return to San Angel.
But first, he must travel to a portal, the Cave of Souls, between all the
magical lands. There, Manolo meets another spirit, the Candle Maker. With a body
made of wax and a beard made of clouds, the Candle Maker is a larger than life -
and kind of nutty - ancient god. He makes billions of candles, with each candle
representing a life. "The Candle Maker looks over - and geeks out over -
humanity," says lead animator Eric Dobrile.
The Candle Maker is entrusted with the titular tome, The Book of Life.
"Everyone's story is written in The Book of Life," Gutierrez explains. "But
Manolo's pages are empty, meaning he is writing his own story. He's not doing
what others, including his family, are telling him to do."
Though he's supposed to be hands-off with mortals, the Candle Maker bends the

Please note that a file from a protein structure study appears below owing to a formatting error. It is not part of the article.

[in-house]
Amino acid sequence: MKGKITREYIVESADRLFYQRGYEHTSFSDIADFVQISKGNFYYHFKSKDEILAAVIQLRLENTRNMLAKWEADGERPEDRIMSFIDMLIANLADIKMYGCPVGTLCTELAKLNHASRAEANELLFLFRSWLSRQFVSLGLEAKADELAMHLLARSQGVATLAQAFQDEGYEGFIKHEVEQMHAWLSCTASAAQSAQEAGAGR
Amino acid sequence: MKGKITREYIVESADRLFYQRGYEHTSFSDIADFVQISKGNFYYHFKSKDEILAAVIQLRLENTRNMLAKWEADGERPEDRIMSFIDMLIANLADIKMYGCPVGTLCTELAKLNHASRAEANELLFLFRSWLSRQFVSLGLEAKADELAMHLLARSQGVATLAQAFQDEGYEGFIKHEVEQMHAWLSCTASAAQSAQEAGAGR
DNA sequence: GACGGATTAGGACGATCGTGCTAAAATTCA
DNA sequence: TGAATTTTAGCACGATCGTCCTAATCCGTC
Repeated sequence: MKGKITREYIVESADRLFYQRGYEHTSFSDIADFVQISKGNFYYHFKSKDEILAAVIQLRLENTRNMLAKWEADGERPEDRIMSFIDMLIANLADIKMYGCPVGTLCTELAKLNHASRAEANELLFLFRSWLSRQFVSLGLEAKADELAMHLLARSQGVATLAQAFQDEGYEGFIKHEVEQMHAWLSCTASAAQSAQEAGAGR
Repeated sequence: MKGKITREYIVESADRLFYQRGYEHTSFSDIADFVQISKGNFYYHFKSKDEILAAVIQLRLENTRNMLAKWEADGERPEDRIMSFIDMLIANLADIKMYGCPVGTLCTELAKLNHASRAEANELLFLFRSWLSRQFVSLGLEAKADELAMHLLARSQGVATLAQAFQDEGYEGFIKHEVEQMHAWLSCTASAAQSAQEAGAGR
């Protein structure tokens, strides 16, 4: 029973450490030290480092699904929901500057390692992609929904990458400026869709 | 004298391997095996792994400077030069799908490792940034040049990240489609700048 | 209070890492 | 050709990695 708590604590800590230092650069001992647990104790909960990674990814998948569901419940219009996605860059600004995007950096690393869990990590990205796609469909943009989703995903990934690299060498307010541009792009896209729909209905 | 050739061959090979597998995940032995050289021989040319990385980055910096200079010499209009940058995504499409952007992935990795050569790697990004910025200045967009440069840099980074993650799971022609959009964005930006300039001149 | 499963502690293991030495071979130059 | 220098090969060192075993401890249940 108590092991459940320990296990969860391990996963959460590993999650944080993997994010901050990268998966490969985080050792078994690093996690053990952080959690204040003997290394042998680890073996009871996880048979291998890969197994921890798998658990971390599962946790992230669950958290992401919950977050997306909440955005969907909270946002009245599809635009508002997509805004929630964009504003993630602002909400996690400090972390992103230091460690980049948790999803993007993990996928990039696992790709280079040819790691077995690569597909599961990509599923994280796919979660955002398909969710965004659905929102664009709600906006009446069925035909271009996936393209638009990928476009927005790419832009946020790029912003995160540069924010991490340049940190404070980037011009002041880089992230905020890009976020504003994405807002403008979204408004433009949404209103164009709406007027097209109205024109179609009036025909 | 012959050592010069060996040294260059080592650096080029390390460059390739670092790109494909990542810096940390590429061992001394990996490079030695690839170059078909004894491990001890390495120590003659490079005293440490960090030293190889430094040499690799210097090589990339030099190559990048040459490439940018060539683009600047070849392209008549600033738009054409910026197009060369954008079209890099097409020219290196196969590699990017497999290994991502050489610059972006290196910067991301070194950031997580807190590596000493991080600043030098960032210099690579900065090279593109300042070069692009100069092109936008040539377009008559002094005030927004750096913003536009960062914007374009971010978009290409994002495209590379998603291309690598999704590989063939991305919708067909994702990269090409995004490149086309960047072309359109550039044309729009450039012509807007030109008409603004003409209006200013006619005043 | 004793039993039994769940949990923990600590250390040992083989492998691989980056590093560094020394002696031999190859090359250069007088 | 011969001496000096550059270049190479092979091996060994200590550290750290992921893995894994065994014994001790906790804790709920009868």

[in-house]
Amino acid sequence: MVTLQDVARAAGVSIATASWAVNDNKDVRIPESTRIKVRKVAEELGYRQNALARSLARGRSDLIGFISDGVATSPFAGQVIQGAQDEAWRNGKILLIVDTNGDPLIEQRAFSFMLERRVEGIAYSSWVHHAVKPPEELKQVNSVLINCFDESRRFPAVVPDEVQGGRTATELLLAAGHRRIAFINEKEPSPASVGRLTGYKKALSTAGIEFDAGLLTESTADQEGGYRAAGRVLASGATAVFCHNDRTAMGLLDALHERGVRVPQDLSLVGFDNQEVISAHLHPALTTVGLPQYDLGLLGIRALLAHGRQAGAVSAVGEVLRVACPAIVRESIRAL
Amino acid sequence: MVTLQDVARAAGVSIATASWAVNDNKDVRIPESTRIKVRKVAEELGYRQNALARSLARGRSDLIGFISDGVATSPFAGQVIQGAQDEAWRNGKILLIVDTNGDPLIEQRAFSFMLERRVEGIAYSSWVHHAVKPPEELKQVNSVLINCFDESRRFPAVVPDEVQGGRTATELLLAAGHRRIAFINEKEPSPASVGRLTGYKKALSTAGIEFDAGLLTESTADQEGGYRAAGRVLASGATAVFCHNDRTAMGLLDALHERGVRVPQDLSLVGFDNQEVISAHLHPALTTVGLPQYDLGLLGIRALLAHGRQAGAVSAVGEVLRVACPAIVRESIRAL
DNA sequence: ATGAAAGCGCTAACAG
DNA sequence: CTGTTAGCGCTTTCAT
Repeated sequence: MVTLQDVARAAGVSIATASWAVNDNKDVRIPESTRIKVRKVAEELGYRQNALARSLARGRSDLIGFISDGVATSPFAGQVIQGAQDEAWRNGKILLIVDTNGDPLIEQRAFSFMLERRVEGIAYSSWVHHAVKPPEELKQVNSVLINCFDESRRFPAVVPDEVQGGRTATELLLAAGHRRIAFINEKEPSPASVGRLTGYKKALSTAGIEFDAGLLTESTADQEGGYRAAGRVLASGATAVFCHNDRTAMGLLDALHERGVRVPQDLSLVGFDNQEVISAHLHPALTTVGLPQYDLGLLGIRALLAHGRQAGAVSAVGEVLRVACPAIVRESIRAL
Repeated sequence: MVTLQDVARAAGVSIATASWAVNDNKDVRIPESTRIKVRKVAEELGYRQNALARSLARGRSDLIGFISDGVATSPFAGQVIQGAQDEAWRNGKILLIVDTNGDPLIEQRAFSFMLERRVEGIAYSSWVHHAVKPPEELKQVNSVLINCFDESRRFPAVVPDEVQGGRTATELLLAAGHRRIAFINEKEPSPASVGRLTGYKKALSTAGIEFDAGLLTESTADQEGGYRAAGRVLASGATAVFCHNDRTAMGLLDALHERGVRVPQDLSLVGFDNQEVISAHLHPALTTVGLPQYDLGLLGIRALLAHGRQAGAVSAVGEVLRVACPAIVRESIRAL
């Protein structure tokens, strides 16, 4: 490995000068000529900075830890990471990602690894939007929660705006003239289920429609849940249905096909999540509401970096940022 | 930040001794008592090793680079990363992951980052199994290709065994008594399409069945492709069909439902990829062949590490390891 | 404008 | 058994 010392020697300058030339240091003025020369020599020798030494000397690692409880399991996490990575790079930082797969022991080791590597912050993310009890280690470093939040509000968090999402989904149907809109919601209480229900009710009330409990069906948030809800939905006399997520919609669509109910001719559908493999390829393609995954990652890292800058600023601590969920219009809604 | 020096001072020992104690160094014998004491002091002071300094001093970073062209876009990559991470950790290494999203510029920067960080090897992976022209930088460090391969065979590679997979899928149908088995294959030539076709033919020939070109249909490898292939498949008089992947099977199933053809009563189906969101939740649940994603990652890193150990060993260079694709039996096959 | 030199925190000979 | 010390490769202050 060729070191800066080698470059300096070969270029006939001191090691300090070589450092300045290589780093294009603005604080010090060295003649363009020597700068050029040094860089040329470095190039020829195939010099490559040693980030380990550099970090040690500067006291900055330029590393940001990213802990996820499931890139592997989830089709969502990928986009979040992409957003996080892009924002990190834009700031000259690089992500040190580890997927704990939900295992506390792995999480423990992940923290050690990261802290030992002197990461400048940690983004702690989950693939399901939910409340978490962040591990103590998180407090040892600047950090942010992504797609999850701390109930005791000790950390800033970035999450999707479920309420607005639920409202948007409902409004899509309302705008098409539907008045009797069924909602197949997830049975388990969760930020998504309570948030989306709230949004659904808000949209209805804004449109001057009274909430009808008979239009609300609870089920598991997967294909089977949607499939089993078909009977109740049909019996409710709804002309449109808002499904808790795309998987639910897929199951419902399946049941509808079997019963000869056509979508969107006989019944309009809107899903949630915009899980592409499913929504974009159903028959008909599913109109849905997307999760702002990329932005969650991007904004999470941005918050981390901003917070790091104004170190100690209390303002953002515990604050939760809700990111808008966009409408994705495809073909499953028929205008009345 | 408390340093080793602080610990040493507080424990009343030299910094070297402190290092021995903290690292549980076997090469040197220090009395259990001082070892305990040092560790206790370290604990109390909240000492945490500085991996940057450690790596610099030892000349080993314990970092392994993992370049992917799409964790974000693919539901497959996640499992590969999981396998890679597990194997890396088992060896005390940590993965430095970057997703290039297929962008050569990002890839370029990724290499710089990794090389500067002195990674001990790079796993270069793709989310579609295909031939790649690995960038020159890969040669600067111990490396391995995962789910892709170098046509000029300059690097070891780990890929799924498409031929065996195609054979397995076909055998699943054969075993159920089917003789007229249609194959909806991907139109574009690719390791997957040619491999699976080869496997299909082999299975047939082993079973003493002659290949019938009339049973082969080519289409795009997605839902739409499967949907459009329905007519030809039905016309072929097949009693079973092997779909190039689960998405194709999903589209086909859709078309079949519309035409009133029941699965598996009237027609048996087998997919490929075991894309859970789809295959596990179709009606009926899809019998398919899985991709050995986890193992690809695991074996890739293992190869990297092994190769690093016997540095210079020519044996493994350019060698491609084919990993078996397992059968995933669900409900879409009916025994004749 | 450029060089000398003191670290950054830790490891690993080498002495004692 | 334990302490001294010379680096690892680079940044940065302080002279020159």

rules a little to help Manolo. "He sees something special in Manolo," says Ice
Cube, who makes his animated feature debut voicing the Candle Maker. "The Candle
Maker has never seen blank pages in The Book of Life, so this is an exciting
thing for him. Also, it's The Day of the Dead, which provides some license for
him to break a few rules."
A bonus for the rotund, loud and lovable character is the chance to interact
with mortals, whom he hasn't seen in a very long time. "The Candle Maker is the
only one who can tell people what The Book of Life is saying, and The Book is
always saying something," Ice Cube adds.
As Manolo makes his way back to San Angel, a battle lies ahead for him and all
the townspeople. The grizzled and monstrous Chakal and his band of thieves are
preparing to raid San Angel, and it seems that no one can stop them.
The future of San Angel, as well as the destinies of Manolo, Joaquin and Maria,
will be determined by this final battle.
Chakal, voiced by Dan Navarro, is a formidable foe in every way, including
physically. While most of the characters are made of wood, Chakal and the
bandits' embracing of the dark side led them to put metal atop their wooden